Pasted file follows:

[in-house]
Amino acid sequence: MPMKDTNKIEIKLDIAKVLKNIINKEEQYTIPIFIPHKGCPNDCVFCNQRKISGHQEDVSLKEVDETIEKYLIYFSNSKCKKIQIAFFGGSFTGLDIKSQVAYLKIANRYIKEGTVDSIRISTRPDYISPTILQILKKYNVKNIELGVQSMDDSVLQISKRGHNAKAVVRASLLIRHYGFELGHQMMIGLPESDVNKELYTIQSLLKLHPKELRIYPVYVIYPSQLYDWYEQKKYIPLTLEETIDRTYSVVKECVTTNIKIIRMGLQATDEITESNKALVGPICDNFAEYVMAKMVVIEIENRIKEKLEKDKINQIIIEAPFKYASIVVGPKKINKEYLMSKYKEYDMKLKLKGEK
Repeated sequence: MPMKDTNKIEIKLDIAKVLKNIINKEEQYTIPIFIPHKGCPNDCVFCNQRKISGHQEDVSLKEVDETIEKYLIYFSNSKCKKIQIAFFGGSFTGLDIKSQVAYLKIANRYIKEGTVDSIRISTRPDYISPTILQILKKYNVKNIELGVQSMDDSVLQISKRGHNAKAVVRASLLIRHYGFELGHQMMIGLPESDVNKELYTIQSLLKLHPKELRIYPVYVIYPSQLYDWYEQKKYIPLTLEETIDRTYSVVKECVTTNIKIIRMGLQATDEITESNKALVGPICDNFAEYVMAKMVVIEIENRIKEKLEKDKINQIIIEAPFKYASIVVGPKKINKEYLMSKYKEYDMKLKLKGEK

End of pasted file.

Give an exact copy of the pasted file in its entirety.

[in-house]
Amino acid sequence: MPMKDTNKIEIKLDIAKVLKNIINKEEQYTIPIFIPHKGCPNDCVFCNQRKISGHQEDVSLKEVDETIEKYLIYFSNSKCKKIQIAFFGGSFTGLDIKSQVAYLKIANRYIKEGTVDSIRISTRPDYISPTILQILKKYNVKNIELGVQSMDDSVLQISKRGHNAKAVVRASLLIRHYGFELGHQMMIGLPESDVNKELYTIQSLLKLHPKELRIYPVYVIYPSQLYDWYEQKKYIPLTLEETIDRTYSVVKECVTTNIKIIRMGLQATDEITESNKALVGPICDNFAEYVMAKMVVIEIENRIKEKLEKDKINQIIIEAPFKYASIVVGPKKINKEYLMSKYKEYDMKLKLKGEK
Repeated sequence: MPMKDTNKIEIKLDIAKVLKNIINKEEQYTIPIFIPHKGCPNDCVFCNQRKISGHQEDVSLKEVDETIEKYLIYFSNSKCKKIQIAFFGGSFTGLDIKSQVAYLKIANRYIKEGTVDSIRISTRPDYISPTILQILKKYNVKNIELGVQSMDDSVLQISKRGHNAKAVVRASLLIRHYGFELGHQMMIGLPESDVNKELYTIQSLLKLHPKELRIYPVYVIYPSQLYDWYEQKKYIPLTLEETIDRTYSVVKECVTTNIKIIRMGLQATDEITESNKALVGPICDNFAEYVMAKMVVIEIENRIKEKLEKDKINQIIIEAPFKYASIVVGPKKINKEYLMSKYKEYDMKLKLKGEK